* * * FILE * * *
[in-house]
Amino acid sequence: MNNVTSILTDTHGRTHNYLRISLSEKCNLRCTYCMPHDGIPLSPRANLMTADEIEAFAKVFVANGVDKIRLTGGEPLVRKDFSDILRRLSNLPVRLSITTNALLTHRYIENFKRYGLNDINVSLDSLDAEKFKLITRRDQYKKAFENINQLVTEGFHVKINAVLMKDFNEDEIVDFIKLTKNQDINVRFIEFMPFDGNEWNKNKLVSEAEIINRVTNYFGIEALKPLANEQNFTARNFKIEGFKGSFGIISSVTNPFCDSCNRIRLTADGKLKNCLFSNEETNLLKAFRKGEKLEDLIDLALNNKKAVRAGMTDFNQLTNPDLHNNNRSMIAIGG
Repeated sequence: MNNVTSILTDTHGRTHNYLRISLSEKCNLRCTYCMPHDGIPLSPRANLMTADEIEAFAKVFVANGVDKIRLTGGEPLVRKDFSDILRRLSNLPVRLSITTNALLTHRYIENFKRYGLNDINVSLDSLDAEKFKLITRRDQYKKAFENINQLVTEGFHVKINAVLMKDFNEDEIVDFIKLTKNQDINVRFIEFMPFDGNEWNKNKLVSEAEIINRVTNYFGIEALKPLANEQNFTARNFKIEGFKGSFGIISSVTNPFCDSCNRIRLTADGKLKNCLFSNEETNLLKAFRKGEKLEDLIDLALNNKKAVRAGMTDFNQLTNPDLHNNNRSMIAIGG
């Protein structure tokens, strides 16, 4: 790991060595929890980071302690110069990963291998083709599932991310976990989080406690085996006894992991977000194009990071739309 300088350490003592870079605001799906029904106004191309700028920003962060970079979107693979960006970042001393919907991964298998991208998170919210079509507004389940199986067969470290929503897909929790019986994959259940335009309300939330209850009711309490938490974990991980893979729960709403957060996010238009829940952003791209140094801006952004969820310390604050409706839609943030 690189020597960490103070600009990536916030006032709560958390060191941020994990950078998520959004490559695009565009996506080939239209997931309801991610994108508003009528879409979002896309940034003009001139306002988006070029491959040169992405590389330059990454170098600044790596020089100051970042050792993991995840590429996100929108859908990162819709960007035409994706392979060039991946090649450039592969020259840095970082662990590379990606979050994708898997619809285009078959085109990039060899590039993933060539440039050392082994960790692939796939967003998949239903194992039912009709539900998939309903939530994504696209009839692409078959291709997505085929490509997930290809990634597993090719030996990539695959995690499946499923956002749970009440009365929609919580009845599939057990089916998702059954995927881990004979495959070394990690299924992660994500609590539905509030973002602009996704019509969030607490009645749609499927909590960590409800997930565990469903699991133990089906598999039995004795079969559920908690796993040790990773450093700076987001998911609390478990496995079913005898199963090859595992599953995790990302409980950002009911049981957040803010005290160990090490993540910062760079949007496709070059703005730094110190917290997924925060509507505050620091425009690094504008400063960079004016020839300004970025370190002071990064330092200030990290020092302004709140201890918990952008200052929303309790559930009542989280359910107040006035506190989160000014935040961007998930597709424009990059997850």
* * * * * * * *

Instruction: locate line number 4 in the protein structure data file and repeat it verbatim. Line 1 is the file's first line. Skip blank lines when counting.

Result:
């Protein structure tokens, strides 16, 4: 790991060595929890980071302690110069990963291998083709599932991310976990989080406690085996006894992991977000194009990071739309 300088350490003592870079605001799906029904106004191309700028920003962060970079979107693979960006970042001393919907991964298998991208998170919210079509507004389940199986067969470290929503897909929790019986994959259940335009309300939330209850009711309490938490974990991980893979729960709403957060996010238009829940952003791209140094801006952004969820310390604050409706839609943030 690189020597960490103070600009990536916030006032709560958390060191941020994990950078998520959004490559695009565009996506080939239209997931309801991610994108508003009528879409979002896309940034003009001139306002988006070029491959040169992405590389330059990454170098600044790596020089100051970042050792993991995840590429996100929108859908990162819709960007035409994706392979060039991946090649450039592969020259840095970082662990590379990606979050994708898997619809285009078959085109990039060899590039993933060539440039050392082994960790692939796939967003998949239903194992039912009709539900998939309903939530994504696209009839692409078959291709997505085929490509997930290809990634597993090719030996990539695959995690499946499923956002749970009440009365929609919580009845599939057990089916998702059954995927881990004979495959070394990690299924992660994500609590539905509030973002602009996704019509969030607490009645749609499927909590960590409800997930565990469903699991133990089906598999039995004795079969559920908690796993040790990773450093700076987001998911609390478990496995079913005898199963090859595992599953995790990302409980950002009911049981957040803010005290160990090490993540910062760079949007496709070059703005730094110190917290997924925060509507505050620091425009690094504008400063960079004016020839300004970025370190002071990064330092200030990290020092302004709140201890918990952008200052929303309790559930009542989280359910107040006035506190989160000014935040961007998930597709424009990059997850």